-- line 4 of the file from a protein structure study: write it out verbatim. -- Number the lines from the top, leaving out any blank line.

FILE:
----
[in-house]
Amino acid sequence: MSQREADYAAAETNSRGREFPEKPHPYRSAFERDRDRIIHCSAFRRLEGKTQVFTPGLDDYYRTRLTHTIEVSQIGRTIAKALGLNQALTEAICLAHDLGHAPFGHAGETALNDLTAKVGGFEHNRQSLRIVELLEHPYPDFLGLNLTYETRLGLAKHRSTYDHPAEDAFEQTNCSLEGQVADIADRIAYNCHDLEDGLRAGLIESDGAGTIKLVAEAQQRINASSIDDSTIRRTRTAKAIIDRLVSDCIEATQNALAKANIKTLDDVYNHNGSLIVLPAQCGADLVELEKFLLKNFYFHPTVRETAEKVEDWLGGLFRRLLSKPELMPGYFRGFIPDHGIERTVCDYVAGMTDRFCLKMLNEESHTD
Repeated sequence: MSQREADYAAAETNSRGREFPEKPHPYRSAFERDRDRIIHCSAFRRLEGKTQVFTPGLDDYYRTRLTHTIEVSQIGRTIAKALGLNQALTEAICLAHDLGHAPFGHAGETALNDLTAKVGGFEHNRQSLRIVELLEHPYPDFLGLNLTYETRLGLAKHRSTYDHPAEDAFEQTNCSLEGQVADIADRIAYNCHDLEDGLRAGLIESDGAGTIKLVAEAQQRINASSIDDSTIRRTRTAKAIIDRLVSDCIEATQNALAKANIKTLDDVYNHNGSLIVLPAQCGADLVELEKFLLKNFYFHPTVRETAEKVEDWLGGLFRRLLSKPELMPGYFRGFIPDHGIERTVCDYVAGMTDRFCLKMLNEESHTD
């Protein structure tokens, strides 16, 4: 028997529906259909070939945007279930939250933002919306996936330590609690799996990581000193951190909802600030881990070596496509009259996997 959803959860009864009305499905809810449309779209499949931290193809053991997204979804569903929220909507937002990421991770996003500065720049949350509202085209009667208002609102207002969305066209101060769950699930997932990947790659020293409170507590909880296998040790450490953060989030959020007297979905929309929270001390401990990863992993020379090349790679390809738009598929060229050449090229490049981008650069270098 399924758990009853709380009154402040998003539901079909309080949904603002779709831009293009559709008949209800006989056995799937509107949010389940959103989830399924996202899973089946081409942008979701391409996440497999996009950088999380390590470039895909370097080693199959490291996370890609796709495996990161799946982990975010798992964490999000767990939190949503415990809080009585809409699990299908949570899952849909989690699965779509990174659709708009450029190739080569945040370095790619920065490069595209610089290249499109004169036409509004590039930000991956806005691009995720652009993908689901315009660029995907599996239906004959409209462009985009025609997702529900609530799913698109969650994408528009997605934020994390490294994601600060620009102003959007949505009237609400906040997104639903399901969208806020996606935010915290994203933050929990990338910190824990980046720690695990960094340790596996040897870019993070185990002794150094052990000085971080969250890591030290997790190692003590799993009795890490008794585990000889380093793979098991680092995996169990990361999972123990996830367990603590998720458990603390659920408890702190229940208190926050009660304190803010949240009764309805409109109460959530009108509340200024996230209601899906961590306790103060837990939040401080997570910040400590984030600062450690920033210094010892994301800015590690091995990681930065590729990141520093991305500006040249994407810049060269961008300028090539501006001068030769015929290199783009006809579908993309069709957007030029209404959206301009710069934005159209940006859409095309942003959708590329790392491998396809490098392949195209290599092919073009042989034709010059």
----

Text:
């Protein structure tokens, strides 16, 4: 028997529906259909070939945007279930939250933002919306996936330590609690799996990581000193951190909802600030881990070596496509009259996997 959803959860009864009305499905809810449309779209499949931290193809053991997204979804569903929220909507937002990421991770996003500065720049949350509202085209009667208002609102207002969305066209101060769950699930997932990947790659020293409170507590909880296998040790450490953060989030959020007297979905929309929270001390401990990863992993020379090349790679390809738009598929060229050449090229490049981008650069270098 399924758990009853709380009154402040998003539901079909309080949904603002779709831009293009559709008949209800006989056995799937509107949010389940959103989830399924996202899973089946081409942008979701391409996440497999996009950088999380390590470039895909370097080693199959490291996370890609796709495996990161799946982990975010798992964490999000767990939190949503415990809080009585809409699990299908949570899952849909989690699965779509990174659709708009450029190739080569945040370095790619920065490069595209610089290249499109004169036409509004590039930000991956806005691009995720652009993908689901315009660029995907599996239906004959409209462009985009025609997702529900609530799913698109969650994408528009997605934020994390490294994601600060620009102003959007949505009237609400906040997104639903399901969208806020996606935010915290994203933050929990990338910190824990980046720690695990960094340790596996040897870019993070185990002794150094052990000085971080969250890591030290997790190692003590799993009795890490008794585990000889380093793979098991680092995996169990990361999972123990996830367990603590998720458990603390659920408890702190229940208190926050009660304190803010949240009764309805409109109460959530009108509340200024996230209601899906961590306790103060837990939040401080997570910040400590984030600062450690920033210094010892994301800015590690091995990681930065590729990141520093991305500006040249994407810049060269961008300028090539501006001068030769015929290199783009006809579908993309069709957007030029209404959206301009710069934005159209940006859409095309942003959708590329790392491998396809490098392949195209290599092919073009042989034709010059």